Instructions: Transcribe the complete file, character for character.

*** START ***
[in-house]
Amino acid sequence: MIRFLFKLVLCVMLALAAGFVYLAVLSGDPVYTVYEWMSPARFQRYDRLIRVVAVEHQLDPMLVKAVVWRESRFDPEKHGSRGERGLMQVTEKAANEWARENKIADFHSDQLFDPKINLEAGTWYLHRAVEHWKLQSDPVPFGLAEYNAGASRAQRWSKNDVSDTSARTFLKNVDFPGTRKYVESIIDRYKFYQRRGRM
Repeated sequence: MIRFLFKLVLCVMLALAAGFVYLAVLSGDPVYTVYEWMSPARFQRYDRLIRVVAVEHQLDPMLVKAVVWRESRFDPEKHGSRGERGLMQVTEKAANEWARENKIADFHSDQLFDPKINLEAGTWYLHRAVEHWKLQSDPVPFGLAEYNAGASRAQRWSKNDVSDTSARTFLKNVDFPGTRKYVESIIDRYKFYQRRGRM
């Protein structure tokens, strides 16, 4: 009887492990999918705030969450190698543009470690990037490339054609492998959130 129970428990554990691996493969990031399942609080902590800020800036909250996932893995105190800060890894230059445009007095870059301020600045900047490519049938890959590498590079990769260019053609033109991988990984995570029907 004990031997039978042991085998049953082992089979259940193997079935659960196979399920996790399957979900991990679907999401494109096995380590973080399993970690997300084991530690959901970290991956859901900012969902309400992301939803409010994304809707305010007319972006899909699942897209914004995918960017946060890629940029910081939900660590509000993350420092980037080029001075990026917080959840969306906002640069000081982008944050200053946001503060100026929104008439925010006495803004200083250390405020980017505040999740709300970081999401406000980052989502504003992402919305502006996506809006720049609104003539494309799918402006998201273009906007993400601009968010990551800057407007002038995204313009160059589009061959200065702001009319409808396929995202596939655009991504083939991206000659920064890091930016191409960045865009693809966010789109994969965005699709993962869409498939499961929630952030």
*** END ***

[in-house]
Amino acid sequence: MIRFLFKLVLCVMLALAAGFVYLAVLSGDPVYTVYEWMSPARFQRYDRLIRVVAVEHQLDPMLVKAVVWRESRFDPEKHGSRGERGLMQVTEKAANEWARENKIADFHSDQLFDPKINLEAGTWYLHRAVEHWKLQSDPVPFGLAEYNAGASRAQRWSKNDVSDTSARTFLKNVDFPGTRKYVESIIDRYKFYQRRGRM
Repeated sequence: MIRFLFKLVLCVMLALAAGFVYLAVLSGDPVYTVYEWMSPARFQRYDRLIRVVAVEHQLDPMLVKAVVWRESRFDPEKHGSRGERGLMQVTEKAANEWARENKIADFHSDQLFDPKINLEAGTWYLHRAVEHWKLQSDPVPFGLAEYNAGASRAQRWSKNDVSDTSARTFLKNVDFPGTRKYVESIIDRYKFYQRRGRM
């Protein structure tokens, strides 16, 4: 009887492990999918705030969450190698543009470690990037490339054609492998959130 129970428990554990691996493969990031399942609080902590800020800036909250996932893995105190800060890894230059445009007095870059301020600045900047490519049938890959590498590079990769260019053609033109991988990984995570029907 004990031997039978042991085998049953082992089979259940193997079935659960196979399920996790399957979900991990679907999401494109096995380590973080399993970690997300084991530690959901970290991956859901900012969902309400992301939803409010994304809707305010007319972006899909699942897209914004995918960017946060890629940029910081939900660590509000993350420092980037080029001075990026917080959840969306906002640069000081982008944050200053946001503060100026929104008439925010006495803004200083250390405020980017505040999740709300970081999401406000980052989502504003992402919305502006996506809006720049609104003539494309799918402006998201273009906007993400601009968010990551800057407007002038995204313009160059589009061959200065702001009319409808396929995202596939655009991504083939991206000659920064890091930016191409960045865009693809966010789109994969965005699709993962869409498939499961929630952030």